Worse than that though is that I think sugammadex makes anesthesiologists lazy and they lose an essential skill. It's a real art to titrate paralytic agents properly so it can be reversed quickly at the end of a case. It's not something that can be taught in a book since each patient is unique in their ability to metabolize NMBs and every surgical case is different. With sugammadex, it doesn't matter at all. This is particularly detrimental to the anesthesia residents. It is just as easy to wake up a patient with zero twitches as one with four twitches. There is no learning there. Just give more sugammadex! But they didn't learn anything about the art of controlling anesthesia.

This is all part of the long standing trend of making anesthesia ever faster and easier to use. From halothane to desflurane. Pentathol to propofol. Pancuronium to rocuronium. If we're not careful, anesthesia could become too easy to administer. There are plenty of people who would love to get anesthesiologists out of their procedure rooms. From gastroenterologists to cardiologists, having one less physician in the room would be a dream come true. If anybody ever makes reversal agent for propofol, anesthesiologists would soon be unemployed.

Friday, January 16, 2015

A Desperate Cry For Attention--Physician Anesthesiologists Week

Which person is the anesthesiologist? You can't tell either?
I've been trying to avoid bringing this up because I think the concept is so insipid. But the ASA has been bombarding its members with daily emails to spread the word for their latest idea on promoting the virtues of anesthesiologists, the first annual Physician Anesthesiologists Week. Therefore as a dutiful member of the society I am going to publicize this event even though I think it reflects badly on anesthesiologists as a whole.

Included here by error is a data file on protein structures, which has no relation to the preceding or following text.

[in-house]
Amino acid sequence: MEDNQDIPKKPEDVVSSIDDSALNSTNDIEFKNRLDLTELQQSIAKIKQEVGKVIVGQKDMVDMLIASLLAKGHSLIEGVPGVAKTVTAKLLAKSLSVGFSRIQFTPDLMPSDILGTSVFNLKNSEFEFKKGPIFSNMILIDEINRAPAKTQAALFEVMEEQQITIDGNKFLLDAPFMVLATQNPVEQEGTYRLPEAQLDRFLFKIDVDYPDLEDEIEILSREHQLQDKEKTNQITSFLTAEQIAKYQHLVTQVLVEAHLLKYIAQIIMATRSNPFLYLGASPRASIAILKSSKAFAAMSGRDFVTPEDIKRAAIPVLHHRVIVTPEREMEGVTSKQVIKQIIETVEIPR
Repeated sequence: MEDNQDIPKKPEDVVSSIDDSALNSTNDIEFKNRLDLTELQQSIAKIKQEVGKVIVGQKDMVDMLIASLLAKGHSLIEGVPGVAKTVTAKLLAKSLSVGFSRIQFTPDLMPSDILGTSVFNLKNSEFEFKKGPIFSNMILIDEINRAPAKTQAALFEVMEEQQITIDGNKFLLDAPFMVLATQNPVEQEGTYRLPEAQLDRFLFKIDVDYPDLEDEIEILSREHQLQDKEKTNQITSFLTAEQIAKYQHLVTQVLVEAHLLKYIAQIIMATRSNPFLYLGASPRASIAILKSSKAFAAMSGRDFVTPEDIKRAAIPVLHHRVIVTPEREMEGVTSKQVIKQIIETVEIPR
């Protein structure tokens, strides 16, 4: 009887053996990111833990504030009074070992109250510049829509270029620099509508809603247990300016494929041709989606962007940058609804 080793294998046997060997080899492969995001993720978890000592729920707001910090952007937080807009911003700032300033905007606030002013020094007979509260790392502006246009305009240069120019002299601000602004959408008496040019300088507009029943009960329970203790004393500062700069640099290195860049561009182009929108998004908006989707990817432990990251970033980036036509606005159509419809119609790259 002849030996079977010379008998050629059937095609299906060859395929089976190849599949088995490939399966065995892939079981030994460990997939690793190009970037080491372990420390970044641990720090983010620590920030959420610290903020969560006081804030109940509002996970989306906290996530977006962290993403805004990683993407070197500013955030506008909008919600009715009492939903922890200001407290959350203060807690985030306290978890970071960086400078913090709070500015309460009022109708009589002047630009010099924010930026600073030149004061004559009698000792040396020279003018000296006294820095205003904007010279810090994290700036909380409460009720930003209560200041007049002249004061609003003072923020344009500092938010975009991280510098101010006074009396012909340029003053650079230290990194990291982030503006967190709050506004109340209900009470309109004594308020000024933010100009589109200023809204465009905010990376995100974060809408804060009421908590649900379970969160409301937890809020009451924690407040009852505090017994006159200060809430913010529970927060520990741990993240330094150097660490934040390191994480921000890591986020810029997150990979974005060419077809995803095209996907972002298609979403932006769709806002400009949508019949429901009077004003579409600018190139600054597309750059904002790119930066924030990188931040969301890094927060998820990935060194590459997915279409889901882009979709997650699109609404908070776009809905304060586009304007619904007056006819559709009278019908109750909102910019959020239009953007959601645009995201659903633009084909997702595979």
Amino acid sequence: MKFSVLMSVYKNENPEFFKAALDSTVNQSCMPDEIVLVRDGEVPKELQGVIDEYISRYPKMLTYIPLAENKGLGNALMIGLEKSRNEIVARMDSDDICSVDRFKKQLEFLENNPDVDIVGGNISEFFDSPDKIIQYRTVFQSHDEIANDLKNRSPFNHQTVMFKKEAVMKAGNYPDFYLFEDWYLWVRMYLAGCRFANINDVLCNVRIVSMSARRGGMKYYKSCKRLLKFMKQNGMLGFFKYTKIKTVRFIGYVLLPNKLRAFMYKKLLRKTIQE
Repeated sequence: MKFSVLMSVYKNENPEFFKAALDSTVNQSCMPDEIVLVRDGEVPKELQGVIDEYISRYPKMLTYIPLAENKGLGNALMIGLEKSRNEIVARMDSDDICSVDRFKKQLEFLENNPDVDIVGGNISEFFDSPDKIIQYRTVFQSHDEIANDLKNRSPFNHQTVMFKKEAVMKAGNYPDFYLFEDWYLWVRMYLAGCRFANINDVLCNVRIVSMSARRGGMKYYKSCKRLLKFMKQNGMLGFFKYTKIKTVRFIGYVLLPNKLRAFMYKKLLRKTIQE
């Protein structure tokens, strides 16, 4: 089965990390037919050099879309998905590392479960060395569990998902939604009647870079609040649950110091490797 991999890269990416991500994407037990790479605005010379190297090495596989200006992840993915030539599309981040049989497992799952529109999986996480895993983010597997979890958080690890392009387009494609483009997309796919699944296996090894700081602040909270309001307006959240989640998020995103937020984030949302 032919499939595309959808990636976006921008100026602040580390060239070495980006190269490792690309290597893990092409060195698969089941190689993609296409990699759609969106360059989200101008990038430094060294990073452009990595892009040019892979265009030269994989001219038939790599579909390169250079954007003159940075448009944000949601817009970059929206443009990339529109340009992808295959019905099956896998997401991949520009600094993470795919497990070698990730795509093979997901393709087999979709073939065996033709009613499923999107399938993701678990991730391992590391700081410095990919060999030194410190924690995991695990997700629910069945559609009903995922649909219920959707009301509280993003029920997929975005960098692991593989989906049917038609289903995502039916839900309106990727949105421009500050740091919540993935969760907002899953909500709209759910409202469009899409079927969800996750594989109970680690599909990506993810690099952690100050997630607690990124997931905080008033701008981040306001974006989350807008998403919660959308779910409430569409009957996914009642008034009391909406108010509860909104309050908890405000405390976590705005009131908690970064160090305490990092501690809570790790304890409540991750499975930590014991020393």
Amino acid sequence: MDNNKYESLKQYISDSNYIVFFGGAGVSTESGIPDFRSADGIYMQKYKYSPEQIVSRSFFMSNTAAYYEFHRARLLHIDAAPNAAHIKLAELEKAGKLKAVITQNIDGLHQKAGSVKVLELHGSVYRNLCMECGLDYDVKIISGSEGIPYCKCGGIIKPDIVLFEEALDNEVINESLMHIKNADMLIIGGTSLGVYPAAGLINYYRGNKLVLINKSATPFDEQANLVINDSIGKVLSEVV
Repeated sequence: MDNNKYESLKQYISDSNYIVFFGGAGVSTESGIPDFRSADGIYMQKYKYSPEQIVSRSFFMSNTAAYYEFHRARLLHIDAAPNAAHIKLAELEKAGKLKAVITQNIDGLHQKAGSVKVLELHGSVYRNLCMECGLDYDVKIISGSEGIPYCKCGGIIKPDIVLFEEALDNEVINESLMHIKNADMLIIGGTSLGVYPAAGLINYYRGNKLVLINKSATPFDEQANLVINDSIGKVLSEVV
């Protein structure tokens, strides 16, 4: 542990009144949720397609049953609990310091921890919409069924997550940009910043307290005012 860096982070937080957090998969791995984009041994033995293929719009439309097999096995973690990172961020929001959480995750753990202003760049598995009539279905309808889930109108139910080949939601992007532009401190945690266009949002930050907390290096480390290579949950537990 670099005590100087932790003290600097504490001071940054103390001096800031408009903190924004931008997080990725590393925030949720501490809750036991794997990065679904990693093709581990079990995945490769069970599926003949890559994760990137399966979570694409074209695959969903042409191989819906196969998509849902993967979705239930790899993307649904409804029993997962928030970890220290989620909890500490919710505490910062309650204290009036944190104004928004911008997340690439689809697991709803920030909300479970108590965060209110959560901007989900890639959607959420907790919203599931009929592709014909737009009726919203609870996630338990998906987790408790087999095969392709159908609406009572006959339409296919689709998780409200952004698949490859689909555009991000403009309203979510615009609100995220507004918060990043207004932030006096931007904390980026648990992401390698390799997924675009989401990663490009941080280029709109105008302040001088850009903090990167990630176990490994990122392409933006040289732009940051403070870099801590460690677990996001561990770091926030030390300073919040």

Why do I think this is a bad idea? It has all the hallmarks of a desperate cry for attention from an organization with an inferiority complex. It says, "Look at me! I'm relevant! I am a REAL doctor!" Is that the message we want to be sending out? Have anesthesiologists become so insignificant and replaceable that we need to promote ourselves as a brand, like laundry detergent? Perhaps.

When our group's leadership asked our hospital to place a Physician Anesthesiologists Week banner as a screen saver on all the computers in the place, the response we received was less than enthusiastic, "As a rule, we don't use our communications channels/publications to promote organizational weeks or months. For one thing, there are far too many of those. More importantly, our strategic purpose is to promote the work under way at [the hospital] for our patients. So I'm afraid that we cannot assist with promotion of the Physician Anesthesiologists Week."

In other words, they use their screen saver to emphasize events like OR Nurses Week or Radiology Tech Week, but they don't see the need to promote anesthesiologists. And I don't blame them. You don't see the surgeons or internists clamoring for a Physician Surgeon Week or Physician Internist Week. For one thing, the title is redundant. Everybody knows surgeons and internists are physicians. They don't need to repeat it before their profession. Unfortunately the ASA thinks anesthesiologists have become so anonymous that we can't afford to do that, "Hey people, I'm a doctor too!"

Then, there's the awkwardness of celebrating ourselves. We're supposed to be leaders in patient care yet this campaign gives off an image of desperation, like we don't really believe our own legitimacy. Surgeons know they are leaders in patient care and the patients know it too. There's no need to have a special week to celebrate their work. It's innate. You know how despots in totalitarian countries conduct parades to themselves to imply to their own people how powerful they are and we laugh at their insecurity? Yeah it's kind of like that.

To see how embarrassing and debasing this Physician Anesthesiologists Week is, guess who else wants recognition for their work? And it takes place almost immediately after ours. Coincidence?
I bet everybody here is a CRNA.

Friday, November 6, 2009

What do anesthesiologists do?

What do anesthesiologists do for three hours when the patient is asleep on the operating room table? Here is a funny video parodying anesthesiologists. Video probably came from the U.K. based on the singer's accent and the spelling "anaesthetists." It's funny because it's (half) true.